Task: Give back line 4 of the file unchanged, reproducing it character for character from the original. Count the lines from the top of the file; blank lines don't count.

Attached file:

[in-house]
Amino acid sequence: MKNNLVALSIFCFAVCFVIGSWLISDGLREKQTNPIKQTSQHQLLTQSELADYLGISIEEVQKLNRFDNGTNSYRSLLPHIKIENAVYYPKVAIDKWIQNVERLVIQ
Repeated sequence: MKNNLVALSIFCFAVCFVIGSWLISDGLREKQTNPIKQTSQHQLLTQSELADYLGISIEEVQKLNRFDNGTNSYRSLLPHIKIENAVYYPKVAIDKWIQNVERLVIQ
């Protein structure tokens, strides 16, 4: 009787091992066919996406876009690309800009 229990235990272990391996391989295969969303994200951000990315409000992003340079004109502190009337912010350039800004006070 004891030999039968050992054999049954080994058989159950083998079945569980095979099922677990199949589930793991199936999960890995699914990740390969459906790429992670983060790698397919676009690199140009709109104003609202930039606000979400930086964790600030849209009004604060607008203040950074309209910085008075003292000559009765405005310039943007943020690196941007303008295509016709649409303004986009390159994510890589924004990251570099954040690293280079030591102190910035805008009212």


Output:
């Protein structure tokens, strides 16, 4: 009787091992066919996406876009690309800009 229990235990272990391996391989295969969303994200951000990315409000992003340079004109502190009337912010350039800004006070 004891030999039968050992054999049954080994058989159950083998079945569980095979099922677990199949589930793991199936999960890995699914990740390969459906790429992670983060790698397919676009690199140009709109104003609202930039606000979400930086964790600030849209009004604060607008203040950074309209910085008075003292000559009765405005310039943007943020690196941007303008295509016709649409303004986009390159994510890589924004990251570099954040690293280079030591102190910035805008009212």